A Virtual Private Network (VPN) is defined by whatis.com as:
“A technology that creates an encrypted connection over a less secure network. The benefit of using a secure VPN is it ensures the appropriate level of security to the connected systems when the underlying network infrastructure alone cannot provide it.”
This means that you create a network between multiple devices, similar to a LAN (Local Area Network) over unspecified distances, using a WAN (Wide Area Network – i.e. the internet). This allows you access to secure information from another location as the devices have a secure connection. The benefit of this is that a businessman in China could access documents or remote access a computer in America.
This is a common practice for businesses, especially as by using encryption and other security measures, the network is “virtually” private and so there is little risk of breaching.
For anyone who has tried to use BBC iPlayer, ITV Player, 4OD or any other region or national specific content (Americans may be more familiar with Netflix or Hulu) in a country other than which it is licensed will find VPN’s of use.
By connecting to another private network in another location, any websites you visit will come to you via this location and thus the verification process will assume you are located somewhere different. If you were in Ukraine and wanted to watch the BBC, if you connect to a British VPN you will have full access to the media as the BBC server will recognise your location as in the UK.
All of this seems pretty straight forward. The reality is it is a little more complicated. Setting up a VPN is something you would be best served getting advice on. However, for purposes such as the example above, there are a number of VPN sites available which will let you use their systems. Typically the free ones are slower and more troublesome but with determination, you should find something that will work.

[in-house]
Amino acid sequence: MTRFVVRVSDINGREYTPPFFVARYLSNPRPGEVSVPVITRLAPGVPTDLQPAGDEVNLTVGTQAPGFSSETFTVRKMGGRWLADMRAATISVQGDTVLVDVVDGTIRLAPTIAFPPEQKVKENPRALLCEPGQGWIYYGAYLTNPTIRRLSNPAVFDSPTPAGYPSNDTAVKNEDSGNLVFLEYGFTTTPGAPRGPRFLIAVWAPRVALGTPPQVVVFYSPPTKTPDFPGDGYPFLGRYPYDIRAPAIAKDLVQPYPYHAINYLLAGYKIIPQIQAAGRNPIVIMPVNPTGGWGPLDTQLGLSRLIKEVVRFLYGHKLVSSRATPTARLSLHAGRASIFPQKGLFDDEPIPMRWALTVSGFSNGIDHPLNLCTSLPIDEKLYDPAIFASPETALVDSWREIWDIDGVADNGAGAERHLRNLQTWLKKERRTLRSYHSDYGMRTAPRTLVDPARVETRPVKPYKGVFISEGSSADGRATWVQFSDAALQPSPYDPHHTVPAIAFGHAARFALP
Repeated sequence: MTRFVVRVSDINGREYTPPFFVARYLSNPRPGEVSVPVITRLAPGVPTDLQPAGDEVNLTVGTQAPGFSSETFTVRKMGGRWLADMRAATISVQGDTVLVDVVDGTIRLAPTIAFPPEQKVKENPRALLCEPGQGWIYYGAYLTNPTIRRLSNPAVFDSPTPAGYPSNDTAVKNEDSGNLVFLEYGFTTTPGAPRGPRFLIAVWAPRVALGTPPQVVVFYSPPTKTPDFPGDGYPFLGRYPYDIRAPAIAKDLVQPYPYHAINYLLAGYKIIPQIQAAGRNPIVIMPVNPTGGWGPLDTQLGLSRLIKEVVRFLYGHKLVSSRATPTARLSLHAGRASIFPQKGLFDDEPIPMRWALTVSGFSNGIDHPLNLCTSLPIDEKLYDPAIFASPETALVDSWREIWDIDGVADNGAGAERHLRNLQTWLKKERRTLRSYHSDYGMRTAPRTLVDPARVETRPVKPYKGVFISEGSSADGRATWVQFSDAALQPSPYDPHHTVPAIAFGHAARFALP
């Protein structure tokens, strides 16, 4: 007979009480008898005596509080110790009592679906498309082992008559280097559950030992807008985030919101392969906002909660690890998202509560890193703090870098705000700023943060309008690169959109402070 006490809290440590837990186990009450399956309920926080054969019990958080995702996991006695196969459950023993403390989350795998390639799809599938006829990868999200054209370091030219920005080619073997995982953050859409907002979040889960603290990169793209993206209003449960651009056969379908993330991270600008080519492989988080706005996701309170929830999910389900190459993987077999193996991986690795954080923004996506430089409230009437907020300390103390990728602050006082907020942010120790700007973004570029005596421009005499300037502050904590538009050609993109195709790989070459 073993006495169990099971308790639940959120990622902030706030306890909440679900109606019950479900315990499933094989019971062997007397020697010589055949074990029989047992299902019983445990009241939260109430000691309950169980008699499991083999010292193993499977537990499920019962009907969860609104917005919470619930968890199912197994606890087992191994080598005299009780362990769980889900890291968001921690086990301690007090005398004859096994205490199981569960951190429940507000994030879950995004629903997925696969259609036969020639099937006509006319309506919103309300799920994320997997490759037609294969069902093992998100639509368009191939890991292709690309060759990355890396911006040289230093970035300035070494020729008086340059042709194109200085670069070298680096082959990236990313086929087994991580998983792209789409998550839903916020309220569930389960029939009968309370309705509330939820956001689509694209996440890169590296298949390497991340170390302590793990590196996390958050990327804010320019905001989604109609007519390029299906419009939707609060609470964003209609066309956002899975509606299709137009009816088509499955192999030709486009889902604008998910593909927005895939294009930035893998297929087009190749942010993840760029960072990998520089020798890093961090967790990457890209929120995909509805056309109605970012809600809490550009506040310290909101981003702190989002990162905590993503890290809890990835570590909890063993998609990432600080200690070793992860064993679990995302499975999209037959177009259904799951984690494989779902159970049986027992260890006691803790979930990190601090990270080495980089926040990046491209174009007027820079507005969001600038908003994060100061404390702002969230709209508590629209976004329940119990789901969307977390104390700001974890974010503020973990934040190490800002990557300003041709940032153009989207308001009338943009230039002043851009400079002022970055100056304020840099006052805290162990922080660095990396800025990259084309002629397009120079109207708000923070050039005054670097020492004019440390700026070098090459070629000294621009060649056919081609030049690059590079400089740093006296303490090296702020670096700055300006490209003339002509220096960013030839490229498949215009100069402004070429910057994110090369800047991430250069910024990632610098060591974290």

Opera’s web browser’s latest update hit the scenes in the last week. Included in the core offering is a built-in, free unlimited data, VPN selector; allowing you to change the location you appear to be surfing the web from. The locations Opera has included are: Canada, Germany, Netherlands, Singapore and United States.
So sadly no United Kingdom yet, but who knows what the future holds with this feature, although it is unlikely to provide you with the media streaming you desire. Less than a week after release and it is already reported on The Verge that Netflix has blocked the Opera proxy servers. This doesn’t take away from the added security benefits that Opera can now provide for day to day browsing. They have also included a new ad-blocker as standard and battery saving mode.
Whilst Opera is a small fish compared to the household names, they are certainly taking affirmative action to capture more of the market share.
The Problem With VPN Usage In This Way
Importantly the use of VPN’s in this way can not be condoned. Companies like the BBC have chosen to restrict access to their streaming service with good reason. The BBC has a set amount of funding with which to provide this service and as such a limited budget for hosting capabilities. Despite this, thanks to VPN’s, in 2015 more than 60 million shows were streamed from the BBC in other countries. This lowers the quality of service that the UK TV licence payer receives and also the budget that they have towards producing shows. So whilst you might think this a victimless crime, there are definitely repercussions.Hosting, Internet, VPN